Oil prices have been clawing their way back to the $50 level since reaching a low in the mid-$20s in February. The commodity's decline, predictably, has had a negative effect on stocks in the sector, and landed a number of them in TheStreet's "Stressed Out" index.
Four stressed out crude plays are gaining today as crude futures move higher Wednesday, with West Texas Intermediate crude contracts making a new seven-month high midday.
The U.S. Energy Information Administration reported that U.S. crude supplies fell 4.2 million barrels, to a total of $537.1 million, for the week ended May 20. That is slightly less than the 5.1-million-barrel decline the American Petroleum Institute reported Tuesday, but ahead of S&P Global Platts' 3.3-million-barrel decline estimate.
"Taken alone, it's a pretty decent, fairly seasonally typical set of stats. Builds have turned into draws. However, given where inventories stand, in order to get really excited, we need to see some outsized draws, which have yet to materialize," Anthony Starkey, manager of energy analysis at Platts Analytics, a unit of S&P Global Platts said, according to Market Watch.
International benchmark Brent crude futures were up $0.96 to $49.57 per barrel while WTI crude futures were up $0.73 to $49.35 per barrel.
So while these stressed out names are experiencing some relief today, the oil sector is not out of the woods yet and is still susceptible to the volatility of the market.
Weatherford International (WFT) shares were up more than 8% on heavy volume Wednesday afternoon, continuing the security's strong showing this week. Weatherford has risen about 15% this week, in conjunction with the rise in crude prices.
That slight recovery might be the bounce the stock needs after free-falling following Weatherford's release of its latest quarterly results at the beginning of the month. Weatherford closed at $7.99 on May 2, but dropped as low as $5.27 the week following its earnings release. Now trading around $5.76, it remains to be seen whether Weatherford stock can climb out of its post-earnings hole.
Shares of Transocean (RIG) were up nearly 10% in afternoon trading, continuing their upward trajectory this week, though the stock gapped lower from the Friday session to the Monday session. Year to date, the shares have fallen more than 15%.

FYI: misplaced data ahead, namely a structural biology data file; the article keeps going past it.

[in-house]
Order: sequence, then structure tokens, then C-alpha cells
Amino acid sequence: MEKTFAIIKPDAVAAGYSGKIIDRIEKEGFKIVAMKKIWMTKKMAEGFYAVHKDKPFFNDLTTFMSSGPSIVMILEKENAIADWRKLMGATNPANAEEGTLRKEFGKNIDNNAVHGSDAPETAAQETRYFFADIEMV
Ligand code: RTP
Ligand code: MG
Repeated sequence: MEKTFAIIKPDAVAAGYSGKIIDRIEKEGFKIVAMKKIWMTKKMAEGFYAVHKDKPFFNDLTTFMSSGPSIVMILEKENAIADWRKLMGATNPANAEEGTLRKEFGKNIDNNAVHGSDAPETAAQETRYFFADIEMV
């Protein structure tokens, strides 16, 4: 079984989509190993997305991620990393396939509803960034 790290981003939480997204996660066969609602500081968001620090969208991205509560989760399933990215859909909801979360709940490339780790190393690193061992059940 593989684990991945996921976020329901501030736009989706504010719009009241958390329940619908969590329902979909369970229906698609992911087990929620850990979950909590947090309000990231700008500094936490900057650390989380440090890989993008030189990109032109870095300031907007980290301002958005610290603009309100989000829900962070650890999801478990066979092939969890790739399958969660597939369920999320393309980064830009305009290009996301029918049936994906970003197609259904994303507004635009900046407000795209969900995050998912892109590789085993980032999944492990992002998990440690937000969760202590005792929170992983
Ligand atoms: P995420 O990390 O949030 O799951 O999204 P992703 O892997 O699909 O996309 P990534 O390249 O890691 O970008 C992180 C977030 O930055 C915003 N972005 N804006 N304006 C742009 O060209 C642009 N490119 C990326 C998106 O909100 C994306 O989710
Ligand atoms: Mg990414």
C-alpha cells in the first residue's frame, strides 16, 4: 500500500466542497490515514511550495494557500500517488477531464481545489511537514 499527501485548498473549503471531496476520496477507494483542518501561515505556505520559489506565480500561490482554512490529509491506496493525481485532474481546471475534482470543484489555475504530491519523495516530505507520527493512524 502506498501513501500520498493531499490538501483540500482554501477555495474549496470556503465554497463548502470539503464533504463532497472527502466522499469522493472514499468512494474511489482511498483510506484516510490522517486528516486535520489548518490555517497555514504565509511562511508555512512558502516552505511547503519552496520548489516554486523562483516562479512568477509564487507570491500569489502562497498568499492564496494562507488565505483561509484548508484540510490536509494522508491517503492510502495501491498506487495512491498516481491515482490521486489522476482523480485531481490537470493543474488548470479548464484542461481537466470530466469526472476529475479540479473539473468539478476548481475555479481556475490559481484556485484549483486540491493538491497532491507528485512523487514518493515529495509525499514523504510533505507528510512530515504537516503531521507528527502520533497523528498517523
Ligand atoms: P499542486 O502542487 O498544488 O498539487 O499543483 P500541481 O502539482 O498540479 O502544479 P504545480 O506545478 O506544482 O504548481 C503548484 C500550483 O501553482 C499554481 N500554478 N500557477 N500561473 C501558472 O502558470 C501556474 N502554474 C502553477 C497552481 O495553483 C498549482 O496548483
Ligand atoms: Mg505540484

Transocean took a dip following its first-quarter earnings release earlier this month after analysts at RBC made a bearish call on the company despite its earnings beat.
"[W]e believe Transocean shares have limited upside until the market gains more confidence in the supply/demand outlook for floating rigs in 2017-18," analysts wrote, according to Barron's. "Currently, fundamentals continue to weaken for floating rigs, and it remains unclear where dayrates and utilization may bottom."
Shares of Tidewater (TDW) were up about 6% today on weak volume ahead of the release of the company's fiscal fourth-quarter financial results.
Tidewater is expected to swing to a loss after reporting earnings of $0.50 per share on revenue of $324.76 million in the year-ago period. Analysts forecast a net loss of $0.59 per share on revenue of $192.39 million. In the previous quarter, the company reported a net loss of $0.07 per share on revenue of $218.2 million, a 43.7% decline from a year earlier.
McDermott International (MDR) shares were 1.5% higher Wednesday afternoon, after spending time in both negative and positive territory today.
The company's stock was initiated with a Neutral rating by analysts at Sterne Agee on Tuesday. MDR has risen about 14% since its earnings release on May 5 when the company reported EPS of $0.13, topping analysts' estimates by a penny. Revenue for the period was $729 million, also ahead of $700.7 million consensus estimates.
Oil and oil services companies in the Stressed Out index still have a long way to go. But improving crude prices may have already planted the seeds of recovery for these securities. If investors can weather this storm the harvest may be lucrative.